(Reuters) - The Los Angeles Dodgers have locked up pitching ace Clayton Kershaw to a lengthy contract that is reportedly the richest ever for a pitcher.
Kershaw, the reigning National League Cy Young Award winner, has signed a seven-year contract, the Dodgers confirmed on Friday.
Though no financial details were disclosed by the club, the deal has been widely reported to be worth a record-breaking $215 million, making left-hander Kershaw the highest paid pitcher ever.
His contract eclipses the $180 million five-year deal signed by Detroit Tigers pitcher Justin Verlander in March.
"There has been a lot of attention about this being the biggest contract for a pitcher in baseball," Dodgers president Stan Kasten said.
"That is the case, and if someone should have that contract, it should be the best pitcher in baseball, which is what we regard Clayton as."
Kershaw, 25, said he was excited by the opportunity.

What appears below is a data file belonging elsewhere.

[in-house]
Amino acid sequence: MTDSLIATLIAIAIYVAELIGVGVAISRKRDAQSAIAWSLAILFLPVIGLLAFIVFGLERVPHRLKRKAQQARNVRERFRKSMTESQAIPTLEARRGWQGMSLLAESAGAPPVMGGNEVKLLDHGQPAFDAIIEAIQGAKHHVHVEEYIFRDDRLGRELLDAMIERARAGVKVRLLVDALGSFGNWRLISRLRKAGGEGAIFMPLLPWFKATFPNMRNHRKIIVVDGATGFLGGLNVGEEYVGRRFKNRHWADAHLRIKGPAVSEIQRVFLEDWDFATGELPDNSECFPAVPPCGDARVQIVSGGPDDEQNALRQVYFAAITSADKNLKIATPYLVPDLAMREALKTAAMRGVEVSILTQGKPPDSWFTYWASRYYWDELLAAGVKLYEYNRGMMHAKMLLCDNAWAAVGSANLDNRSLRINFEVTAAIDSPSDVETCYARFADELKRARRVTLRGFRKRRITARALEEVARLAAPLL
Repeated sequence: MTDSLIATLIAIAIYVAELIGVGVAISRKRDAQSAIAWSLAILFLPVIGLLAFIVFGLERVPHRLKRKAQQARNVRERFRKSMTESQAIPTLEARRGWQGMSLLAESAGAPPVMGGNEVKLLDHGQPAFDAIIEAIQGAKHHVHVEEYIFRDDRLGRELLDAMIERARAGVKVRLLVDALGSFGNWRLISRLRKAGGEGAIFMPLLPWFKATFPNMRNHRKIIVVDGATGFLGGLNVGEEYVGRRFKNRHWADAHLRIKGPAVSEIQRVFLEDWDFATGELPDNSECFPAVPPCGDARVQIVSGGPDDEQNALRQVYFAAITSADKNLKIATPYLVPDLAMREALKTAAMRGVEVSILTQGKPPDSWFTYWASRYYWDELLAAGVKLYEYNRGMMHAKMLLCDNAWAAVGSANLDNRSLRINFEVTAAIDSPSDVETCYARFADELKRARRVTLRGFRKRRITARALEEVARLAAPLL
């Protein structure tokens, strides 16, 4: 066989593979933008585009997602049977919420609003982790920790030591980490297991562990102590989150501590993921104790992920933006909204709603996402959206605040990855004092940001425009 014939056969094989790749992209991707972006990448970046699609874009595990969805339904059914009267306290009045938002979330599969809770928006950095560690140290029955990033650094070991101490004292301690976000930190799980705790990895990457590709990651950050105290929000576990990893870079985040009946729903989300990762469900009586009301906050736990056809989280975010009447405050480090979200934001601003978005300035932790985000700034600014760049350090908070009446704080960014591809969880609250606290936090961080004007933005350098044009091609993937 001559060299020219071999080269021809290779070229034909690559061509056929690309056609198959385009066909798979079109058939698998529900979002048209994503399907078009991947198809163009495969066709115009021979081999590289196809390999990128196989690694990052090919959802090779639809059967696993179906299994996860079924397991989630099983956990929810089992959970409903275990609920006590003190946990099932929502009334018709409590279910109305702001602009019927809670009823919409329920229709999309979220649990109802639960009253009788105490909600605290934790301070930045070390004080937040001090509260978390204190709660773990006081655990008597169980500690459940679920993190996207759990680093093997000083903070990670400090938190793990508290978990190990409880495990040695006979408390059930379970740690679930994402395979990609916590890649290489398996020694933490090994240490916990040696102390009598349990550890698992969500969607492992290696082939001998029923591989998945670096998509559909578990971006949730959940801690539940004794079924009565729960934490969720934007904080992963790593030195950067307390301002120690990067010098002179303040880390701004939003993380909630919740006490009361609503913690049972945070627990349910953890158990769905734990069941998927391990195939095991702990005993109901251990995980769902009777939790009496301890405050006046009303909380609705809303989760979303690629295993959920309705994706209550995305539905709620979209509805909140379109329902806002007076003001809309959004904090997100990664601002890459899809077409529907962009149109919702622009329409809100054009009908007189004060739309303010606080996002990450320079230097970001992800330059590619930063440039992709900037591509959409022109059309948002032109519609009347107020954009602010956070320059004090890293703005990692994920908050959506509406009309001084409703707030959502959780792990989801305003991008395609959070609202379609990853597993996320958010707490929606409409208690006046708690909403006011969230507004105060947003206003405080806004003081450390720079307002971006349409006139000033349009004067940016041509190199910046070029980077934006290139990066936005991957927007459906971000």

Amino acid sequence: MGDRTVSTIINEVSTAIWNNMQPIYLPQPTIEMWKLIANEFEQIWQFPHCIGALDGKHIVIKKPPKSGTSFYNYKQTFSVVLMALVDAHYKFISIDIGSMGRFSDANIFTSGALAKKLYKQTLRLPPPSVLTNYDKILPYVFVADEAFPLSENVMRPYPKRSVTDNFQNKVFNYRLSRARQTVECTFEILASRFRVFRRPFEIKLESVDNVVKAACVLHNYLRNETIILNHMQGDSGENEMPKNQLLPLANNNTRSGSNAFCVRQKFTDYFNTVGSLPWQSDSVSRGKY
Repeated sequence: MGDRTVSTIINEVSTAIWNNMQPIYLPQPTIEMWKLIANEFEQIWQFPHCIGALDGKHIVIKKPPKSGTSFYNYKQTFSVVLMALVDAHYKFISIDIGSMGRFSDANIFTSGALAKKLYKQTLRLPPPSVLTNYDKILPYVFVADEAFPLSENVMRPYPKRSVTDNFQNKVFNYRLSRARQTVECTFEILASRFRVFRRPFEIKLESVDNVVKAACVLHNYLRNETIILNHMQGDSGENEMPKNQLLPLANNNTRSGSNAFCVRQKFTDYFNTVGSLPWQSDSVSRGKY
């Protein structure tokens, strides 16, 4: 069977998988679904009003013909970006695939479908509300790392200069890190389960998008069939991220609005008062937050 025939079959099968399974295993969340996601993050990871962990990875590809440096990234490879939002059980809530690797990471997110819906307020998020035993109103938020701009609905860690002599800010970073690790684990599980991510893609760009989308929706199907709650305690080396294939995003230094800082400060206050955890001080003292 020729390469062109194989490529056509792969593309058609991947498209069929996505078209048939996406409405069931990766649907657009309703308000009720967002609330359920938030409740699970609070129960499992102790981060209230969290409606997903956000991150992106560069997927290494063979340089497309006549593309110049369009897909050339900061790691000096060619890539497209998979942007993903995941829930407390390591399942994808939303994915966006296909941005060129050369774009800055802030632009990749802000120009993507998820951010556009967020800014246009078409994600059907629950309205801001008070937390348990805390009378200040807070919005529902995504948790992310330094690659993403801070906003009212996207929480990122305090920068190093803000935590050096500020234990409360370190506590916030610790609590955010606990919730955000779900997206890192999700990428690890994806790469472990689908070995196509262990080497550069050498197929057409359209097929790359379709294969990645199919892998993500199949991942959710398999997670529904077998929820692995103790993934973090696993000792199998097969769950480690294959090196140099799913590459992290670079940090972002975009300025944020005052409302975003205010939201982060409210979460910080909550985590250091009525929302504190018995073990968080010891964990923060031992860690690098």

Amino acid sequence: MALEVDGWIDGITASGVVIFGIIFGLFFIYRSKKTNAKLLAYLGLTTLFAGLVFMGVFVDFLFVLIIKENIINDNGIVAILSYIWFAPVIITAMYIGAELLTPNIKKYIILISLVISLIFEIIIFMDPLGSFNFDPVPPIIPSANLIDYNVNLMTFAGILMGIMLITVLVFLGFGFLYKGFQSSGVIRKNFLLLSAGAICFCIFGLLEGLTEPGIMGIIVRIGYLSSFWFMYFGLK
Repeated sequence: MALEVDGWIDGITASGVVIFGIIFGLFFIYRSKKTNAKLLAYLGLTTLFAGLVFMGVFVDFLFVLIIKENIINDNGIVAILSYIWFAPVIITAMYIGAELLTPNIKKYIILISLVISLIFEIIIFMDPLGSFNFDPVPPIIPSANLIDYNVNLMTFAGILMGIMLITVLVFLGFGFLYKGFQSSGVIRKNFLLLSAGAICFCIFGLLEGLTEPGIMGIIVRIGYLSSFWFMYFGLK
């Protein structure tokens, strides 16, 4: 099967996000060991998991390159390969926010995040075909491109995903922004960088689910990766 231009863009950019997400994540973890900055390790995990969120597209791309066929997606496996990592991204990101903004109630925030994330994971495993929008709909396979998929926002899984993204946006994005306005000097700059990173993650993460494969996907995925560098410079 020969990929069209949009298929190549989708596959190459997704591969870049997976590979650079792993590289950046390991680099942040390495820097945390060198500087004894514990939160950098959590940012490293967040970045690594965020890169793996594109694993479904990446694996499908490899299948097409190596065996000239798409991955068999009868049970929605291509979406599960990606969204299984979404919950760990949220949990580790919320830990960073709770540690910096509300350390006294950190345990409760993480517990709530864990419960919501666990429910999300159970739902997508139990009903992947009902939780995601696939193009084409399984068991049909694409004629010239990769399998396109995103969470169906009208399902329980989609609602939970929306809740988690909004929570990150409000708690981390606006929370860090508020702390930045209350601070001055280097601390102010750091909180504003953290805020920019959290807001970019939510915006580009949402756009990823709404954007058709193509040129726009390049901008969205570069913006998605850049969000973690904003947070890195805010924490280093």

"With this contract comes tremendous responsibility, not only as a pitcher, but as a good steward of the resources given to me.
"To whom much is given, much is required. I'm humbled by this recognition and looking forward to a new season, and hopefully, a World Series championship for the city of Los Angeles."
Three-time All-Star Kershaw, who had filed for salary arbitration on Tuesday, has won two Cy Young awards in the last three seasons with his latest coming in a campaign that saw him finish 16-9 with a Major League-best earned run average of 1.83.
According to multiple reports, Kershaw has been offered an opt-out after five years and the annual value of his contract, $30.714 million, is a record for a player at any position.
"There are great players and pitchers in the game. And then there are those who are truly special," Dodgers general manager Ned Colletti said.
"Clayton is not only among the elite of this era, but the perspective he and (his wife) Ellen bring to their lives in helping others is equally remarkable."
Kershaw and his wife have established several charitable initiatives and make annual trips to Africa where their foundation has set up an orphanage for 'at-risk' children in Zambia.
(Reporting by Mark Lamport-Stokes in Los Angeles; Editing by Gene Cherry)